Monday, 28 April 2008

Your Languedoc Wine is Sailing - "Carried by Sailing Ship, a Better Deal for the Planet"

This month 60.000 bottles of wine from the southern Languedoc region in France are shipped to Dublin in Ireland in a 19th-century barque, saving 8.324 kg (18,375 lb) of carbon, an estimated 140 grams (4.9 oz) of carbon per bottle, compared to a regular shipment. The 52-metre (170-feet) three-mast barque Belém, which was launched in 1896 to bring cocoa and sugar from Belém, the capital of the state Pará and the gateway to the Amazon in Brazil, to France, is the last French merchant sailing vessel built, and will sail into Dublin after a voyage from Bordeaux of about four days.
The wines will be delivered to Bordeaux by barge using the Canal du Midi and Canal du Garonne which run across southern France from Sete in the east, via Beziers in the Languedoc, where the wines will be collected.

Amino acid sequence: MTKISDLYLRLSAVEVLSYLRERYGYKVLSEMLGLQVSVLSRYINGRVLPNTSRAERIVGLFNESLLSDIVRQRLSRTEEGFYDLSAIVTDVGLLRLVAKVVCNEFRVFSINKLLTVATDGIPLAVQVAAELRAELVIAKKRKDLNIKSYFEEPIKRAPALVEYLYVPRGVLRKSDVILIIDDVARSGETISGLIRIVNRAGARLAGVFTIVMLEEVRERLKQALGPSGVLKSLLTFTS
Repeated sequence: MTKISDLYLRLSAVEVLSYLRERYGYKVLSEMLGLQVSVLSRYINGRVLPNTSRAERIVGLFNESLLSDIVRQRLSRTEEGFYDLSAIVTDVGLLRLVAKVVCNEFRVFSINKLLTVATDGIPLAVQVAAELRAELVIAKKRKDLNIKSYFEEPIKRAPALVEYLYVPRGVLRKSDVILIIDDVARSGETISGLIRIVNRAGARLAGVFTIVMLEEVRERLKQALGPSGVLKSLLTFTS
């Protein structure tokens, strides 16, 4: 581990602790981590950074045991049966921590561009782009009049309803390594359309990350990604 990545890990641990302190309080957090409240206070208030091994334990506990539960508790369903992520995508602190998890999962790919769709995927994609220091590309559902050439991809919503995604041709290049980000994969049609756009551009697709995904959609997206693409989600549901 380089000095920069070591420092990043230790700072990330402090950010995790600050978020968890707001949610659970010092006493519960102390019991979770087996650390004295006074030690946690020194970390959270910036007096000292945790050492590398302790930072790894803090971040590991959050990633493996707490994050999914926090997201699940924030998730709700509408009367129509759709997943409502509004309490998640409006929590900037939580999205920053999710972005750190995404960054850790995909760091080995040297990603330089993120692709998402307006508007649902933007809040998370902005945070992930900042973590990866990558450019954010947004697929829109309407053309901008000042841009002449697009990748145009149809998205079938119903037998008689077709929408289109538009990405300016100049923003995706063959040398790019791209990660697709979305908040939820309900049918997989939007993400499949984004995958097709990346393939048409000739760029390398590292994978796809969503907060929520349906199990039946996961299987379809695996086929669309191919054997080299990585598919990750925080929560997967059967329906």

Each bottle carries a label with a stylised ship logo and the slogan, "Carried by sailing ship, a better deal for the planet".
The greenness of the project does not stop however with the delivery of the wines.
The ship will bring back to France an equivalent tonnage of crushed glass for recycling into wine bottles at two factories, one in Bordeaux and one in Beziers, probably resulting in cheaper bottles and a better supply given the current problems some vineyards have trying to get enough bottles.

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